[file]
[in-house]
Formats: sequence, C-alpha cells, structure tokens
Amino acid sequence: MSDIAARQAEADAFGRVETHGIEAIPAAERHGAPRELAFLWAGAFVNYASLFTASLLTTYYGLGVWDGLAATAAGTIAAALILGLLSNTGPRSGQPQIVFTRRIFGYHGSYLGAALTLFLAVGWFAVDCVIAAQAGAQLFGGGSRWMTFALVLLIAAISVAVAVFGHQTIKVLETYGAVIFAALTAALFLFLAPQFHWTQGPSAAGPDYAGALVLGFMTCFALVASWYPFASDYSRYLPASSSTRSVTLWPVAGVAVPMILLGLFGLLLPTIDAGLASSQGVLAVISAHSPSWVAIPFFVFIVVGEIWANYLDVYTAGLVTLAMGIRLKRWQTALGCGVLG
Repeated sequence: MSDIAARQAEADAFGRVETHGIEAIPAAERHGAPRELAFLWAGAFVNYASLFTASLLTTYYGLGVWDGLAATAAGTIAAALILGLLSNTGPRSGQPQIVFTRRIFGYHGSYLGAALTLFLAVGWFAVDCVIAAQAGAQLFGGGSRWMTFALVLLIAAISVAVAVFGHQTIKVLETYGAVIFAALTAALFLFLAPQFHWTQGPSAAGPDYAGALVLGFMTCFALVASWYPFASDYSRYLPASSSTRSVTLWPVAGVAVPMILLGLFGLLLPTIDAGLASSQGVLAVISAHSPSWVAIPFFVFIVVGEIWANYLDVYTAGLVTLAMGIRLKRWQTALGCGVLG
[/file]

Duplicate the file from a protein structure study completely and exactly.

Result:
[in-house]
Formats: sequence, C-alpha cells, structure tokens
Amino acid sequence: MSDIAARQAEADAFGRVETHGIEAIPAAERHGAPRELAFLWAGAFVNYASLFTASLLTTYYGLGVWDGLAATAAGTIAAALILGLLSNTGPRSGQPQIVFTRRIFGYHGSYLGAALTLFLAVGWFAVDCVIAAQAGAQLFGGGSRWMTFALVLLIAAISVAVAVFGHQTIKVLETYGAVIFAALTAALFLFLAPQFHWTQGPSAAGPDYAGALVLGFMTCFALVASWYPFASDYSRYLPASSSTRSVTLWPVAGVAVPMILLGLFGLLLPTIDAGLASSQGVLAVISAHSPSWVAIPFFVFIVVGEIWANYLDVYTAGLVTLAMGIRLKRWQTALGCGVLG
Repeated sequence: MSDIAARQAEADAFGRVETHGIEAIPAAERHGAPRELAFLWAGAFVNYASLFTASLLTTYYGLGVWDGLAATAAGTIAAALILGLLSNTGPRSGQPQIVFTRRIFGYHGSYLGAALTLFLAVGWFAVDCVIAAQAGAQLFGGGSRWMTFALVLLIAAISVAVAVFGHQTIKVLETYGAVIFAALTAALFLFLAPQFHWTQGPSAAGPDYAGALVLGFMTCFALVASWYPFASDYSRYLPASSSTRSVTLWPVAGVAVPMILLGLFGLLLPTIDAGLASSQGVLAVISAHSPSWVAIPFFVFIVVGEIWANYLDVYTAGLVTLAMGIRLKRWQTALGCGVLG